When I started dating my wife, I was swept away into a military world filled with more acronyms than I knew existed, phrases like “I need to go use the head,” and the hassle of whipping out my driver’s license every time we drove onto base. Becoming immersed into the Navy lifestyle was a pretty big shock, but was something that I warmed up to fairly quickly. I had never pictured myself marrying into the military, but could easily see my relationship with my then-girlfriend turning into something more.
Eventually, my prediction came true and Kali and I got hitched in March 2014. When we entered the Pass and I.D. building to get my military ID, we had to sign in on this piece of paper that had a place for the sponsor’s name and the dependent’s name. After a confused hesitation on my part, Kali pointed out that I was her “dependent.” I looked at her with wide angry eyes and began to argue with her about how that was most definitely not true. Kali interjected and explained that it wasn’t her view of me, but was the terminology the Navy uses for spouses and children. Still frustrated, I signed my name under the “dependent” category.
Why on earth am I considered a “dependent” when one of my main strengths is my independence?
After a fair amount of time thinking about the whole situation, I realized that I most definitely do not need to shed my identity just because the woman I married happens to be in the military. Here are some methods I’ve found useful to stay true to who I am, while at the same time being a military spouse.
Remove the Military Spouse Mask: 5 Ways to Maintain Your Identity When You Carry a Military ID
- Develop Your Unique Qualities. Every single person has traits that make them stand out from everyone else. Personally, I love public speaking. It’s somewhat unusual to meet someone who gets an adrenaline rush from addressing a large group of people that they don’t know. But I love it! If I had chosen to conform to the stereotypes of being a military spouse, I would never have enrolled in a public speaking course at the local college where we are stationed. I chose to take one of my qualities that makes me unique and express myself through further cultivation of that trait.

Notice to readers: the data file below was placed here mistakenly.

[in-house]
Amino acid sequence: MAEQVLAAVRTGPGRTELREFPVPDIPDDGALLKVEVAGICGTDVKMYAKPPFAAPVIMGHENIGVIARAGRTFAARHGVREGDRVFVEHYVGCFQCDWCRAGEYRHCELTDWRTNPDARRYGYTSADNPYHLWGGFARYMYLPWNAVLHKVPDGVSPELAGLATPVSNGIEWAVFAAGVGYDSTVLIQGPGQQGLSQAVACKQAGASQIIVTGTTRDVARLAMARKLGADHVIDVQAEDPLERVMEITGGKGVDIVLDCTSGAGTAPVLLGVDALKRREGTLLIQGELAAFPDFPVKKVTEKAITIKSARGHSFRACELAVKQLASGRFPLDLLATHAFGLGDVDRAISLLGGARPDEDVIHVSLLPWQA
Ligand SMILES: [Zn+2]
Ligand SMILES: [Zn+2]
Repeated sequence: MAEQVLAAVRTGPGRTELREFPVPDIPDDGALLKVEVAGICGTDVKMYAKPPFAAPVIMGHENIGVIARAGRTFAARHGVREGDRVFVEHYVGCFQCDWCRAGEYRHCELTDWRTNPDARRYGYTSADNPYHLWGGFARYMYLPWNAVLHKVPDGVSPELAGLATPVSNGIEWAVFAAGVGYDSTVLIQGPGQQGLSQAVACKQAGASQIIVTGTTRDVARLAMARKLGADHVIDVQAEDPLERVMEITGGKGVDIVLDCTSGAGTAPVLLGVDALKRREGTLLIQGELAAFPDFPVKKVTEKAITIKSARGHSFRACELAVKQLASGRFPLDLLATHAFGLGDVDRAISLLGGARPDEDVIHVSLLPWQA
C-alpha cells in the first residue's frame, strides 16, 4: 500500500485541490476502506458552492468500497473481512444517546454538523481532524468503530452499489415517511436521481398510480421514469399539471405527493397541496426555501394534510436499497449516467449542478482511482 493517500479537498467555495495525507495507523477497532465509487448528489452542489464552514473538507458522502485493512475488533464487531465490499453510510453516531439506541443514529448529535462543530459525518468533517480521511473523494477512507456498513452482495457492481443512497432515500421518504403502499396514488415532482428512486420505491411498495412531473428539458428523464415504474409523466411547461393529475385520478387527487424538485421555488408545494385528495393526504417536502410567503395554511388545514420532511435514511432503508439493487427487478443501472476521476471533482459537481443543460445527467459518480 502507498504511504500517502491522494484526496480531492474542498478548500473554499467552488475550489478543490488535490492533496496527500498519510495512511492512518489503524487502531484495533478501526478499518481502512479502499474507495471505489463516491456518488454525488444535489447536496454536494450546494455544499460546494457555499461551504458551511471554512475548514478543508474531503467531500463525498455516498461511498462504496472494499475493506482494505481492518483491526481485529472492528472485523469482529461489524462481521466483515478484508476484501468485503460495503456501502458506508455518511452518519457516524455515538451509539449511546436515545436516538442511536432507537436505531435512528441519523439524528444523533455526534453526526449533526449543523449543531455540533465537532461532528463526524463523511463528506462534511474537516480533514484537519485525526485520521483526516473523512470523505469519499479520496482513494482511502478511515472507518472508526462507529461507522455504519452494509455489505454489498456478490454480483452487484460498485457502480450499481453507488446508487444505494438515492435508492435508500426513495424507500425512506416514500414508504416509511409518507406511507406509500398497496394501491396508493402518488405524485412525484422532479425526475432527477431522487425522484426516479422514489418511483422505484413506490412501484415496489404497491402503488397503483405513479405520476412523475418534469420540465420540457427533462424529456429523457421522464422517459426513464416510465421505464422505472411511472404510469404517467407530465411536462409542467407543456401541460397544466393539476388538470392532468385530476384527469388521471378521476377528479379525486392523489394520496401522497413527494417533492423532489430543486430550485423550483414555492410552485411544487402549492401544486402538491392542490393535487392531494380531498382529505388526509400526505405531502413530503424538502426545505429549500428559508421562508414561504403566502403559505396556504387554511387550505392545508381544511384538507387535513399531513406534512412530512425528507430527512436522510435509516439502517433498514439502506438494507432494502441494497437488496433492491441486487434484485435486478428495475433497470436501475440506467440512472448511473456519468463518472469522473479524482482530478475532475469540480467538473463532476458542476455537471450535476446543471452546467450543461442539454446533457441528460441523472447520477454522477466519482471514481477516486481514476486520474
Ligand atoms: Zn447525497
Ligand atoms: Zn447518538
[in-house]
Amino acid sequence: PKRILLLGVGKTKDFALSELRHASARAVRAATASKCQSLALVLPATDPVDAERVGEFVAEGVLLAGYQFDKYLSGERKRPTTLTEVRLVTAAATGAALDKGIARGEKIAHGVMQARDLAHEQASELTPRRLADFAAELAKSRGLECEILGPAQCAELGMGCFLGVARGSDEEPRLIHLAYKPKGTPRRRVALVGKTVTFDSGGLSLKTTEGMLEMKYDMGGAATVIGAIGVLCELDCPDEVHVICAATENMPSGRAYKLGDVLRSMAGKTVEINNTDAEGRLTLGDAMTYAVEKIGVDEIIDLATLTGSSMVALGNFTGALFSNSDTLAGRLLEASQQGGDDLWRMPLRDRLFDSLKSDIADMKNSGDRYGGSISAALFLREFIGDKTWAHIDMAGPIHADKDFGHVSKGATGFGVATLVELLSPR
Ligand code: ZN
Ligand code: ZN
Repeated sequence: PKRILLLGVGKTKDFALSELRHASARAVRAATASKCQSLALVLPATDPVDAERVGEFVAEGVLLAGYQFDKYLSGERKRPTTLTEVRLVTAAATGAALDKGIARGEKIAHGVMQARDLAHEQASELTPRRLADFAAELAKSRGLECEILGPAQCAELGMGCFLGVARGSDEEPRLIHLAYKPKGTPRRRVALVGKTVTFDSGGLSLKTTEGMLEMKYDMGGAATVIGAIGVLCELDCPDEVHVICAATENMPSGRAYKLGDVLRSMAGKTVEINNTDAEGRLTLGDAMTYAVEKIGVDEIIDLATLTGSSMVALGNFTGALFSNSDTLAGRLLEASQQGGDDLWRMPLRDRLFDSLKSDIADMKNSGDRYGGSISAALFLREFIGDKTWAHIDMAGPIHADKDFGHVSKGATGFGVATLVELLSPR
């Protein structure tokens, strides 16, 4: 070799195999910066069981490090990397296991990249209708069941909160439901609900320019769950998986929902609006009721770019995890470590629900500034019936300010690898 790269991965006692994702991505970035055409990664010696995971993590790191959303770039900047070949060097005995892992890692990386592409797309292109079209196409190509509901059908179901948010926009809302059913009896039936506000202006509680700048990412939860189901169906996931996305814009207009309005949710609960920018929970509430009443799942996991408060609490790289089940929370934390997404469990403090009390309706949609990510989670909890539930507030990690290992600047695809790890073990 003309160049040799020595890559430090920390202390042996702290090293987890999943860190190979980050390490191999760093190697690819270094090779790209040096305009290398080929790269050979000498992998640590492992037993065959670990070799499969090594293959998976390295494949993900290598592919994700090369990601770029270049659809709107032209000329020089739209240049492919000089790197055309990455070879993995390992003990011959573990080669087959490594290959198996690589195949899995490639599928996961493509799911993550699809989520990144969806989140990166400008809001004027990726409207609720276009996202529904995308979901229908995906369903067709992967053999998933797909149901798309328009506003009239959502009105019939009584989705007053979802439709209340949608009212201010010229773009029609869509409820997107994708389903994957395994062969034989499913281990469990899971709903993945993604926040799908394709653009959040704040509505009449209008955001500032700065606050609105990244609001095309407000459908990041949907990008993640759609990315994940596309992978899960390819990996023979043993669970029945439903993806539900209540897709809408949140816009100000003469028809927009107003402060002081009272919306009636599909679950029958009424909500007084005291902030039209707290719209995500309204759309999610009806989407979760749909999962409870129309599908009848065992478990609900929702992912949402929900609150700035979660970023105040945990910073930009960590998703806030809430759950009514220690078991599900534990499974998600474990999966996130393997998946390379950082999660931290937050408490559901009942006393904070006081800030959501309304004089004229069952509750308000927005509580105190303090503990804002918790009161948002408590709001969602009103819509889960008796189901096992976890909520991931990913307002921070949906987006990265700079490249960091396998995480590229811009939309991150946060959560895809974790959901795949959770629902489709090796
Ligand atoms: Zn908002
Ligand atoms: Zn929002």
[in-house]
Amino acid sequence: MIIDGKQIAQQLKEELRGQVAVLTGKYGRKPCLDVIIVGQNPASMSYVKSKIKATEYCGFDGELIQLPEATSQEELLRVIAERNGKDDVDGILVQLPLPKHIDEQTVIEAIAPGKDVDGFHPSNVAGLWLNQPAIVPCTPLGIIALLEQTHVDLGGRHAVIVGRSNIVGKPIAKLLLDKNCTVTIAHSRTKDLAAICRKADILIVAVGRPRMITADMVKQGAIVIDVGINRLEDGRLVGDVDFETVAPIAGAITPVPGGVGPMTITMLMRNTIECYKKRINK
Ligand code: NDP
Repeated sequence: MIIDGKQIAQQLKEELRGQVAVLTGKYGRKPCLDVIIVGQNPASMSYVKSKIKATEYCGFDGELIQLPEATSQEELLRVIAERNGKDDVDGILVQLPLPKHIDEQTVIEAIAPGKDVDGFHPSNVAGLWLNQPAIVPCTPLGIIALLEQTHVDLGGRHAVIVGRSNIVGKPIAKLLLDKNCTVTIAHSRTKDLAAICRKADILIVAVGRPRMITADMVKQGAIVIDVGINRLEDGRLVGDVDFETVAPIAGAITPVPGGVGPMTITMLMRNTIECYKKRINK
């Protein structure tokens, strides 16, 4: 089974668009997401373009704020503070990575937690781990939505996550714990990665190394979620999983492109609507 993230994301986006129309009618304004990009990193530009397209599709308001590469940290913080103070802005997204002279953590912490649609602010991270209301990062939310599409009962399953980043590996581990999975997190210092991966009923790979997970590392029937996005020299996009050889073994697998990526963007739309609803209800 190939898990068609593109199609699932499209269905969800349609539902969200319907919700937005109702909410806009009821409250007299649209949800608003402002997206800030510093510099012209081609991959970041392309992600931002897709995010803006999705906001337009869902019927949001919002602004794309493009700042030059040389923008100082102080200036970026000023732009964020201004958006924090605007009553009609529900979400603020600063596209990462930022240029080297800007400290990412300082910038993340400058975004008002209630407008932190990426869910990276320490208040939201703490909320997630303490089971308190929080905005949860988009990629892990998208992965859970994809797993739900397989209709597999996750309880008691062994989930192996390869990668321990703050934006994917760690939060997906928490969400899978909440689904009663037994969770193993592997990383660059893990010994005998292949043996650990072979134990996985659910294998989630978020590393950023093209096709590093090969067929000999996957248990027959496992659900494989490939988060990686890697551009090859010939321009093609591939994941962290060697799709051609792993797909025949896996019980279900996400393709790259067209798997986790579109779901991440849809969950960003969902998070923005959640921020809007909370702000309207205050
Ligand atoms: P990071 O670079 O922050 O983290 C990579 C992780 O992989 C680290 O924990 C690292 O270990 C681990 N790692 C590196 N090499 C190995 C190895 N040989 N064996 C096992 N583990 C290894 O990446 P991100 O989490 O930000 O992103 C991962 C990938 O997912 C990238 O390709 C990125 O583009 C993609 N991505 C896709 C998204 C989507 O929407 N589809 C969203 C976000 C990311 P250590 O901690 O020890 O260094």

- Fulfill Your Passions. When I first moved on base with my wife Kali, it was June. I work as an English Language Paraeducator for the local school district. But during summer, kids don’t go to school, so I don’t go to work. While my wife went to work everyday, I was at home. I tried to entertain myself as best as I could, but found myself falling into a rut of monotony. All of my passion for life drained out of me, day by day, until I could barely recognize myself.
Luckily, my job started back up in August and I found a new lease for life through my work. I got out of the house, translated for Spanish-speaking families and got to work with kids. I got to do all the things that I love, and it helped me find myself again. Doing work that you love doesn’t necessarily have to involve a paycheck. If you’re passionate about animals, volunteer at your local animal shelter. If you love helping those in need, donate food and your time to a homeless shelter in your area. Being involved in causes that you care about has the same effect as having a paying job that you love.
- Distance Yourself from Toxic Military Spouse Groups. During the summer before I started up the new school year, I had nothing better to do but scroll through Facebook constantly. I ended up getting connected to the local military spouse groups in my area. At first, I was ecstatic. I found other people in the same boat (no pun intended) as me and I figured that I could relate to these people. As time went on, I became immersed into the drama surrounding the groups. Constant bickering, complaining and negativity ended up becoming a daily occurrence on these sites. Eventually, I decided to remove myself from the Facebook groups and immediately found myself feeling more positive and uplifted. Facebook groups and other support networks can be a blessing, but can also be a curse if they tear you down instead of lift you up.
- Schedule Mandatory Me Time. This may seem like a no-brainer, but it is essential that you make time for your needs every once in a while. It’s easy to get pulled into the mentality that you have to put yourself last and focus on the needs of everyone else around you first. In the long run, this will burn you out and make you lose sight of who you are. For me, I highly enjoy reading. It’s one of my favorite things to do to relax. However, it’s difficult for me to pick up a book these days with the cooking, cleaning and working I do on a daily basis. All of these chores are things I know are important and make my life easier in the long run. But I’ve realized that giving myself a break to read a good book helps me recharge to keep up with my daily activities. Find something that helps you relax and take a break and block out a certain time each day where you can do it. I guarantee you’ll notice a difference and your spouse will too.
- Explain Yourself to Your Sponsor. Most importantly, GET YOUR SPOUSE ON THE SAME PAGE. If you don’t like jokes directed toward you about stereotypical military spouses, speak up if your spouse slips up. If you find that one activity that helps you recharge, but your spouse doesn’t get why it’s so important, explain your reasoning. Want to take a college class, but your spouse doesn’t want to budget for it? Sit down and talk with him or her about why this is important for you to grow and also to maintain the identity that they fell in love with in the first place. If your spouse isn’t on your side, you will have a very difficult time removing the military spouse mask to be the person you are inside. With time, they’ll realize that getting on board makes for a much happier partner and consequently a much happier self.